Wednesday, 20 January 2016

Newspaper column 20 January 2016 - The Life Chances Strategy

Last week the Prime Minister gave a speech on the Government’s Life Chances Strategy.  He outlined the principles that will be used to drive more detailed policies that will be announced later this year.   I have heard him speak on this topic in the past and his words strike a chord with me every time I listen to them.

He began the speech by laying out what he called the two forms of 20th century thinking;  “This fixation on welfare – the state writing a cheque to push people’s incomes just above the poverty line – this treated the symptoms, not the causes of poverty; and, over time, it trapped some people in dependency. 

The second approach is the more free market one – the idea that a rising tide will lift all boats.  Both approaches had one thing in common. They focused on the economics, and ignored the social.  They missed that human dimension to poverty: the social causes, the reasons people can get stuck, and become isolated.”

I agree with this analysis and wholeheartedly support the One Nation thinking that means that the Conservative Government will tackle the causes of poverty, both economic and social. 

The Prime Minister continued; “Work is – and always will be – the best route out of poverty and with welfare reform, Universal Credit, tax cuts and the introduction of the National Living Wage, we are making sure that it always pays to work.  And we’ll continue to tackle the scourge of worklessness in Britain including by reforming the way we support people who fall ill, so that they can stay in work and aren’t just consigned to a life stuck on benefits.”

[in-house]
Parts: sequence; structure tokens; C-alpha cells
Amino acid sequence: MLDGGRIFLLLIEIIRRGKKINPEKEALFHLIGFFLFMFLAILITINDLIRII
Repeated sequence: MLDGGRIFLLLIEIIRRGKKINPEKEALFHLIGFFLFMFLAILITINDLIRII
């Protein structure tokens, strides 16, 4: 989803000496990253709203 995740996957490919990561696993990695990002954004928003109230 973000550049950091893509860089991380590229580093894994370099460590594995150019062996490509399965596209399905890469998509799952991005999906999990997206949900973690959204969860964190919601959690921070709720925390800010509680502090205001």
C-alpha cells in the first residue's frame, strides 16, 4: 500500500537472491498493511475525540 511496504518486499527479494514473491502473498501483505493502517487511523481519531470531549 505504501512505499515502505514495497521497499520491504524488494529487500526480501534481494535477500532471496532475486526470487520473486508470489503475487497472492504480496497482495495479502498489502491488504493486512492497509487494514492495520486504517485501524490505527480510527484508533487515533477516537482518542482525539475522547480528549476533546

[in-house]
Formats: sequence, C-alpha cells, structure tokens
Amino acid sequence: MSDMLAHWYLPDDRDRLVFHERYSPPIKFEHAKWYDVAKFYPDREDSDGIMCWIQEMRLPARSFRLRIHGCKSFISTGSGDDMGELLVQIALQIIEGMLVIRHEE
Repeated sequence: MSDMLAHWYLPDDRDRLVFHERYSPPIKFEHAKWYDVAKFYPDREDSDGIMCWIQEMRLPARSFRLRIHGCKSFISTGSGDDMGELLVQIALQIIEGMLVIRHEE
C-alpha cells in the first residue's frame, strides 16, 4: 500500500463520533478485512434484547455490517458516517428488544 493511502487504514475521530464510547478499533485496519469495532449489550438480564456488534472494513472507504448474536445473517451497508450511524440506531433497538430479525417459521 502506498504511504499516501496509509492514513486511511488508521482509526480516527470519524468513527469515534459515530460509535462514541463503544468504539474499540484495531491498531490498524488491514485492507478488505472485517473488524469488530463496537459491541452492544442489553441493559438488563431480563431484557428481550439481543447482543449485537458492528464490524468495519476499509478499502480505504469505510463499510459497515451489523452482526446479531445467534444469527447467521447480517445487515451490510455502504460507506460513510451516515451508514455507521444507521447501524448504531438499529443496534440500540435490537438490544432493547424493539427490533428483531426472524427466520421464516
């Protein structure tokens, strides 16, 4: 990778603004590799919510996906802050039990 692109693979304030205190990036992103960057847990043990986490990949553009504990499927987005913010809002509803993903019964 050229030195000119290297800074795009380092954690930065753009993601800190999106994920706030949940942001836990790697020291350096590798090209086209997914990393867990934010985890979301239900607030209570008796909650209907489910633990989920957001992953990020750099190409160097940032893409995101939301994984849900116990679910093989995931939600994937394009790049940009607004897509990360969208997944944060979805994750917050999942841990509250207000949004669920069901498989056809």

The strengthening economy is important, but will only go so far, it is the social issues that need to be addressed and social issues are harder to tackle than economic ones.   

The Prime Minister identified the four strands of social reform that the Government will be focusing on; “First, we must think much more radically about improving family life and the early years. Second, when we know the importance not just acquiring knowledge, but also developing character and resilience there can be no let-up in our mission to create an education system that is genuinely fit for the 21st century.

“Third, it’s now so clear that social connections and experiences are vitally important in helping people get on. And fourth, when we know that so many of those in poverty have specific, treatable problems such as alcoholism, drug addiction, poor mental health we’ve got to offer the right support, including to those in crisis.” 

I agree with all of the sentiments, indeed I campaigned on them myself.  I remain convinced that support for parents and children in their early years helps pave the way for a life out of poverty; that education supports this aim and that improving social connections will help our young people to realize their dreams.  And when people need help, they should get it, we should fight to ensure that issues like mental health and addiction no longer carry a stigma, but are treated in the same way as other health issues. 

I am delighted that the Prime Minister has clearly set out his determination to address these causes of poverty and I look forward to working with him to bringing about the changes we need.